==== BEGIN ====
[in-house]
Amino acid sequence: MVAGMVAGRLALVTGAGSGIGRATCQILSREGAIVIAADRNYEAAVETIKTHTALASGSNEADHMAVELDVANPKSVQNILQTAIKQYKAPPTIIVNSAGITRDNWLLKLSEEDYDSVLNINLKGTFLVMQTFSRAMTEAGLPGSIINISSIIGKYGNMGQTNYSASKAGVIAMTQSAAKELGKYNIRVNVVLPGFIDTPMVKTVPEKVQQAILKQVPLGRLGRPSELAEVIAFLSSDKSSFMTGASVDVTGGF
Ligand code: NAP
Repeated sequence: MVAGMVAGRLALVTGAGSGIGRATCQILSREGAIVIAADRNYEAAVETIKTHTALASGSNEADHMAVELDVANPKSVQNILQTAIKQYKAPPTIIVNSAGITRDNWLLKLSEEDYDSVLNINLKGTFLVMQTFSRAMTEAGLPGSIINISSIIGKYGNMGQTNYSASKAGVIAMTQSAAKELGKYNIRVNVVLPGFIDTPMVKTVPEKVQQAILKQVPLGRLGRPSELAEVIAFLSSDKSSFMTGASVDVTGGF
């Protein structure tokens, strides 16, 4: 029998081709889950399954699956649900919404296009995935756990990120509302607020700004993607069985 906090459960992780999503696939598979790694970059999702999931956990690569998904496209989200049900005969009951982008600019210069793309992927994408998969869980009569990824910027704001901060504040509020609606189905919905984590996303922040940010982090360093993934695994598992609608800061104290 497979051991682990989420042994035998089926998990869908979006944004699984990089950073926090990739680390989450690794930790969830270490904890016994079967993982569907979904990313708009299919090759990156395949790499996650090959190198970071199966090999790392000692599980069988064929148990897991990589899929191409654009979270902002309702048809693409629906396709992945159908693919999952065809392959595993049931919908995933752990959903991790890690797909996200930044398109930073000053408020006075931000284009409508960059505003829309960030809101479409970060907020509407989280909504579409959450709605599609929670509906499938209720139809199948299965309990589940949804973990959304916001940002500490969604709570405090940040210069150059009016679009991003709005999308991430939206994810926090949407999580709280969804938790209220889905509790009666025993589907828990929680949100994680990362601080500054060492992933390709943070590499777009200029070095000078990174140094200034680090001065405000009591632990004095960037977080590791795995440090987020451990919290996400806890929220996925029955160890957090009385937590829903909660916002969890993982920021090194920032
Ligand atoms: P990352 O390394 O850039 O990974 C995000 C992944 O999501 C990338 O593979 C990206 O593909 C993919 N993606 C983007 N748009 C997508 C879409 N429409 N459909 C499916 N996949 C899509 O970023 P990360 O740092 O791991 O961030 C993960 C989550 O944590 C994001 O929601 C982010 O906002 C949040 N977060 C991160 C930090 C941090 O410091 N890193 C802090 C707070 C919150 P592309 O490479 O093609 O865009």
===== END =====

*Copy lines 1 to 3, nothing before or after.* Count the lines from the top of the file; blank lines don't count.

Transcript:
[in-house]
Amino acid sequence: MVAGMVAGRLALVTGAGSGIGRATCQILSREGAIVIAADRNYEAAVETIKTHTALASGSNEADHMAVELDVANPKSVQNILQTAIKQYKAPPTIIVNSAGITRDNWLLKLSEEDYDSVLNINLKGTFLVMQTFSRAMTEAGLPGSIINISSIIGKYGNMGQTNYSASKAGVIAMTQSAAKELGKYNIRVNVVLPGFIDTPMVKTVPEKVQQAILKQVPLGRLGRPSELAEVIAFLSSDKSSFMTGASVDVTGGF
Ligand code: NAP